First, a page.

The Southland Conference enters 2011 as a league in flux, the latest to feel the ripples of conference re-alignment.
The Western Athletic Conference has raided the SLC for two football-playing members - Texas State and start-up program Texas-San Antonio - and it is also taking away non-football member Texas-Arlington. There remains a good chance that others, including Sam Houston State and Lamar, might also be the targets of future WAC expansion.
It’s possible in coming years that the SLC, which has a long history of members trickling away from the conference’s place in Division I’s championship subdivision (FCS) into the bowl subdivision (FBS), will look far different from today’s lineup.
But as much as things change in the SLC, things at the top of the standings in football seem to always stay the same.
Look at the preseason poll and you’ll find McNeese State, the league’s longtime standard bearer, again at the top. It should be no surprise considering the Cowboys have finished either first or second in the league 17 of the past 21 years, including 10 conference championships.
McNeese has finished in the league’s top two spots all five years under head coach Matt Viator.
This year, SLC coaches picked the Cowboys to win the league, barely edging two-time defending conference champion Stephen F. Austin (McNeese shared the title with SFA in 2009).
The sports information directors went the other way with SFA getting the slight nod over the Cowboys, who are coming off a 6-5 season that included a 5-2 conference record. A late touchdown by Central Arkansas in a 28-24 Bears win over the Cowboys in the season finale is all that kept McNeese from sharing the title with SFA.
“SFA is the obvious choice for me since they are defending champions,” Viator said. “Our players and coaches have to understand that (the preseason favorite) doesn’t mean anything.”
There is reason to think McNeese is a favorite for reasons other than its proud history.
The Cowboys return only eight position starters but have talent accumulated at key spots, particularly at tailback.
Andre Anderson was the league’s top rusher in conference games and finished with 855 yards for the season. But the Michigan State transfer became the go-to back only after a slew of early-season injuries at the position took away a trio of talented backs in Javaris Murray, Marcus Wiltz and Champlain Babin.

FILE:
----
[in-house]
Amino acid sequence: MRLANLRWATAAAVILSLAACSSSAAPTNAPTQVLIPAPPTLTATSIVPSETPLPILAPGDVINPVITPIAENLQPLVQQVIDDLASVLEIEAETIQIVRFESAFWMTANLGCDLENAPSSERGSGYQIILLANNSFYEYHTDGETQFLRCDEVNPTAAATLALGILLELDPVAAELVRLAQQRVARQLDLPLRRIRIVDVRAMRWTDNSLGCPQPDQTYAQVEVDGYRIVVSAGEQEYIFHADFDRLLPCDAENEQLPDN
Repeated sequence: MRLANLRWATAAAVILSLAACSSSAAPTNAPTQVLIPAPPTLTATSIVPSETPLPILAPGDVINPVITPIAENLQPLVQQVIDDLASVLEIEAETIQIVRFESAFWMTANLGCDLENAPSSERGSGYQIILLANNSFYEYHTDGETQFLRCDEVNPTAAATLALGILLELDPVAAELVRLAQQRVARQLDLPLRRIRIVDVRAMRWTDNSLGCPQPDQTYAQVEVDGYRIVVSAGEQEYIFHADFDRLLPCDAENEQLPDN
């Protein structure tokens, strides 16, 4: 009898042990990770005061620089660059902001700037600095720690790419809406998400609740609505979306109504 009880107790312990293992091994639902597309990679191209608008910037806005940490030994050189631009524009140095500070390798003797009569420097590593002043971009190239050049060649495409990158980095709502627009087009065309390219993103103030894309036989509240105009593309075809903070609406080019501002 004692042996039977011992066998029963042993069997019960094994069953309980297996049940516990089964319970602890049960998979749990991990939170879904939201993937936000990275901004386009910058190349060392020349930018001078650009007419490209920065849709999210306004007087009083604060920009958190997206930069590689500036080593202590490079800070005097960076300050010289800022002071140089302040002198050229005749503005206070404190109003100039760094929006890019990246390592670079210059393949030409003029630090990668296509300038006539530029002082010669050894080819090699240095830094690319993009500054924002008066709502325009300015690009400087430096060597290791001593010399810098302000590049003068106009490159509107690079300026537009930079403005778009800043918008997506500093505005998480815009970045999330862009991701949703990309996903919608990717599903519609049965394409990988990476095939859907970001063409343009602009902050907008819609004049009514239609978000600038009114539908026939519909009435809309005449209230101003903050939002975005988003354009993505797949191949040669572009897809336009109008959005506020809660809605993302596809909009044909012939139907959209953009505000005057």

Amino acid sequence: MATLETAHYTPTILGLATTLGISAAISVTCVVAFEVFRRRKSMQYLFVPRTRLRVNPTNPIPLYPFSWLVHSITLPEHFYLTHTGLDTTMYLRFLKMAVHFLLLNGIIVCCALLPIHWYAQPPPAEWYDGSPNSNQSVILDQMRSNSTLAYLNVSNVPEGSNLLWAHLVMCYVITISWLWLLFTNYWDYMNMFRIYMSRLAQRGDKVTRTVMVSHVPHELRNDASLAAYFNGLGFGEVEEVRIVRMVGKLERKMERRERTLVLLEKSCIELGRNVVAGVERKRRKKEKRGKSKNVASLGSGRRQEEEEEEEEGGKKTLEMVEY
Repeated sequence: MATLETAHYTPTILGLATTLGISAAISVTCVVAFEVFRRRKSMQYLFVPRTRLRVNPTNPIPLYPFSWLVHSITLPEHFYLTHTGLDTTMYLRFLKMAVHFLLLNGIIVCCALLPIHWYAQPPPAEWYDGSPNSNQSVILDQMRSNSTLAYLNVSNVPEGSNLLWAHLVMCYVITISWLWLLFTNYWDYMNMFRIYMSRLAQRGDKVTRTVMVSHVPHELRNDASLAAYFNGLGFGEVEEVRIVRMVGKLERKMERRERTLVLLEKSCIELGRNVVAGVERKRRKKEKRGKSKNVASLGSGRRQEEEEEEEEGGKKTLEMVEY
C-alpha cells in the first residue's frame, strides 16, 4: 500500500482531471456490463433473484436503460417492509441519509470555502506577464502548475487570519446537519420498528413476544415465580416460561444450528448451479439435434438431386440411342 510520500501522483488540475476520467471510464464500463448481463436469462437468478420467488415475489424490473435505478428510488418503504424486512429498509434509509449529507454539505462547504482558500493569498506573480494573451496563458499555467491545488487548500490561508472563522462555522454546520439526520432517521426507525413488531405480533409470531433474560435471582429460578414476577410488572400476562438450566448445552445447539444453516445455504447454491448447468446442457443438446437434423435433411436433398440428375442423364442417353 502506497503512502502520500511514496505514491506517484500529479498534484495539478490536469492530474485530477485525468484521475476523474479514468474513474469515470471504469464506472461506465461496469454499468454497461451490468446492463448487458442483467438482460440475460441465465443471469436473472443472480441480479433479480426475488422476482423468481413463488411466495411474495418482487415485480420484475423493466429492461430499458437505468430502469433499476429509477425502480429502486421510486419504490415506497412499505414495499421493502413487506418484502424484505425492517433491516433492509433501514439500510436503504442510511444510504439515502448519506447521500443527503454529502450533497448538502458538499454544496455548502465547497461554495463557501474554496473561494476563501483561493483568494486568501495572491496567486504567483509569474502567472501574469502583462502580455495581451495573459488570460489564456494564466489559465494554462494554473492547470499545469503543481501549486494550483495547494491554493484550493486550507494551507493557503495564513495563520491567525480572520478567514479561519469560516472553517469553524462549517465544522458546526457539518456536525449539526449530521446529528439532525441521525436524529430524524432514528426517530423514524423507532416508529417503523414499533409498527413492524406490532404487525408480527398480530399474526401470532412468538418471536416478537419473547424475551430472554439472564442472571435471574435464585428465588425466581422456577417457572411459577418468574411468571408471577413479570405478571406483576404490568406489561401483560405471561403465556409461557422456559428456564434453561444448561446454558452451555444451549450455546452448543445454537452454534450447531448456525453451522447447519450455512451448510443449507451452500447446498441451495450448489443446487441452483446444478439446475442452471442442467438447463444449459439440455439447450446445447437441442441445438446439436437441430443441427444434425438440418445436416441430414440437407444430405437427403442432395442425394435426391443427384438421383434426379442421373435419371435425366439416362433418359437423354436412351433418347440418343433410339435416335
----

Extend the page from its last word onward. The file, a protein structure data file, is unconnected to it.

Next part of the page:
All three injured players are back, along with Anderson, giving McNeese quality depth.
“We have to remember that we went in last year with four tailbacks and wound up with one,” Viator said. “If we can stay healthy there, we have the opportunity to be pretty good.”
In front of them, McNeese returns three starters on the offensive line, including All-SLC tackle Jonathan Landry.
This also promises to be a season where McNeese gets re-settled at quarterback after losing four-year starter Derrick Fourroux following the 2009 season.
Tulsa transfer Jacob Bower came to McNeese as a senior last season and, as a one-year starter, bought Viator and company time to develop some young quarterback prospects. One of them, Cody Stroud, started two games last season while Bower was injured, including a poised performance in a 32-10 loss at LSU.
Stroud enters his sophomore season as the starter, but will be pushed by North Texas transfer Riley Dodge, a one-time starter for the Eagles who passed for 8,642 yards in a storied prep career.
The top two pass receivers among wideouts return in Damion Dion (21 receptions, 289 yards) of Port Allen and former Central star Wes Briscoe (19-260). Anderson continued a recent trend of productive receiving McNeese backs by catching 21 passes last year.
On defense, McNeese’s 4-2-5 unit is led by All-SLC defensive lineman Desmund Lighten, who has shifted from tackle to end for his senior season.
“I get to play up against some tight ends instead of against some of those 300-pound tackles,” said Lighten, a smallish 250-pounder who used quickness to register 7.5 tackles for loss last year. “I played at end in some third-down situations last year. It’s going to give me more running room.”
Even as a small tackle, Lighten was frequently a disruptive force, blowing up plays in the backfield even if he wasn’t the one eventually making the tackle.
Having him back gives Viator reason to think his defense can be better than the one that allowed 377 yards per game last year.
“I like our defense,” Viator said. “Desmund Lighten will be a difference maker for us on the defensive line.”
The Cowboys will also be deep in the secondary, with safeties Darrell Jenkins (78 tackles) and Malcolm Bronson (five interceptions) leading the way.
McNeese’s special teams are bolstered by the return of kicker Josh Lewis, a Denham Springs graduate who hit 13 of 16 field goals last year.
If McNeese is to overcome SFA this year, it will have to win at Nacogdoches, Texas, in an Oct. 29 showdown. The Cowboys do have a more forgiving nonconference schedule this season than last, when McNeese played at LSU and Missouri. This season, the Cowboys play just one guarantee game, at Kansas, and have nonconference home games against Sioux Falls, Texas State and Texas-San Antonio.